Support Groups for Survivors of Suicide
Many people find that support groups for survivors of suicide can help them cope better with the normal emotions following such a loss. It can be helpful to meet with people who really get what you are feeling because they have experienced a similar loss. It can help you feel less judgmental of yourself when you realize other people have had similar reactions. Finally, a support group can help with your own healing when you realize that sharing your experience helps someone else.
For online support groups, see:
For local support groups, see:
What Leads to Suicide?
It may be impossible to imagine a situation in which the only solution in sight is the tunnel vision of ending one’s life. There is no one single factor that causes someone to consider suicide. It is the hopelessness and despair commonly associated with clinical depression. Many survivors of suicide attempts eventually come to see that suicide is not the solution. Treatment is available and recovery is possible.
Warning Signs of Suicide
Many people who are considering suicide exhibit changes in their communication, behavior, and/or mood.
Warning signs include:
- Statements about wanting to die
- Feeling hopeless
- Having no reason to live
- Being a burden to others
- Feeling trapped
- Unbearable pain
Behaviors that may signal risk, especially if related to a painful event, loss, or change:
- Increased use of alcohol or drugs
- Looking for a way to end their lives, such as searching online for methods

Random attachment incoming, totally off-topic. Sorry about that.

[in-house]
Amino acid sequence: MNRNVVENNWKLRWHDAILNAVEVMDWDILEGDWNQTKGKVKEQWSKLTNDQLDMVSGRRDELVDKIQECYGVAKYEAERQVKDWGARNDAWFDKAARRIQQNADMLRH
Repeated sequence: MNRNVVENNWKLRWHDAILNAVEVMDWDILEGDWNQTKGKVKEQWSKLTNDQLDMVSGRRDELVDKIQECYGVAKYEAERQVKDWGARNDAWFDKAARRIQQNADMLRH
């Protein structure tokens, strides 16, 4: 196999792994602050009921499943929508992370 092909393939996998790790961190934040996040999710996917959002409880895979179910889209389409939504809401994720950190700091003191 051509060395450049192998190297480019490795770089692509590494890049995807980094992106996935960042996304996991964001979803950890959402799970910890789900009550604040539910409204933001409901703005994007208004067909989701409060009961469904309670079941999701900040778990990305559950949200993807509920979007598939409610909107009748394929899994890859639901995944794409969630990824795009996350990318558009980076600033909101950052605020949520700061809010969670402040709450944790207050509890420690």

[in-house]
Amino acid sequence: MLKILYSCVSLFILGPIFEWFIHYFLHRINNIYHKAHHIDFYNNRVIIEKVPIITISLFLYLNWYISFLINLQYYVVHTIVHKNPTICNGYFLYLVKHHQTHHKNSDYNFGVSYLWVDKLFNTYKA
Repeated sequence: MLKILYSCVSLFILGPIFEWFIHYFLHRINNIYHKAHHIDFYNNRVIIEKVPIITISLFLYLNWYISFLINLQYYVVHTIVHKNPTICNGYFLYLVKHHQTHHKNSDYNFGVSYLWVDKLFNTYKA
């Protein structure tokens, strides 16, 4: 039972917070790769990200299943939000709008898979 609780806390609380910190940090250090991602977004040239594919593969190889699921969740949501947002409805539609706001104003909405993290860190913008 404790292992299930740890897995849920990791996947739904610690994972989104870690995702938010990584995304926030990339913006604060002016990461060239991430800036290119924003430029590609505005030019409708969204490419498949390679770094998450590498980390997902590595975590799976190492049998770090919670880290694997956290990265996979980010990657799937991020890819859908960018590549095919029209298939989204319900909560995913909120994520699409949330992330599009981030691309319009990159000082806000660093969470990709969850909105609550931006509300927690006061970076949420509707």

- Withdrawing from activities
- Isolating from family and friends
- Sleeping too much or too little
- Visiting or calling people to say goodbye
- Giving away prized possessions
People who are considering suicide often display one or more of the following:
- Loss of interest
- Humiliation or shame
- Agitation or anger
- Relief or sudden improvement
Increased risks of suicide are associated with a history of mental health issues, environmental factors such as prolonged stress and access to lethal means of harm, and factors such as a history of suicide or trauma. If you are worried about your friend, coworker, or family member, please contact the National Suicide Prevention Lifeline at 1-800-273-TALK (8255) or call PAS at 919-416-1727.
- As the 10th leading cause of death in the United States, suicide remains a serious public health problem, according to the Centers for Disease Control (CDC).
- 47,173 Americans died by suicide in 2017.
- It is the second leading cause of death among children ages 10–14.
- It is the third leading cause of death among 15–24-year-olds.
- Mental illness, specifically clinical depression, is the most common condition associated with suicide. It is present in at least 50 percent of all cases and often goes undiagnosed and untreated.
- Those with clinical depression are at a 25 times greater risk of dying by suicide than the rest of the population.
- In 2017, men died by suicide 3.54 times more often than woman. The rate of suicide is highest in middle-aged white males.
What to Do if You Think You or Someone Else is Suicidal
- Express your concern.
- Don’t be afraid to ask whether the person is considering suicide and whether they have a particular plan in mind. These questions will not push the person towards suicide if they weren’t considering it.
- Ask if the person is seeing a doctor or taking medication. If so, encourage them to contact the treating physician immediately. Offer to go to the appointment with the person. If not, help them find a mental health professional and make an appointment. You can also take them to a walk-in clinic or hospital emergency room.
- Do not argue someone out of suicide. Let the person know that you care, that they are not alone, and that they can get help. Don’t say things like “You have so much to live for” or “If you kill yourself, it will hurt your family.”
- Call 911 or the National Suicide Prevention Lifeline at 1-800-273-TALK (8255).
- Do not leave the person alone.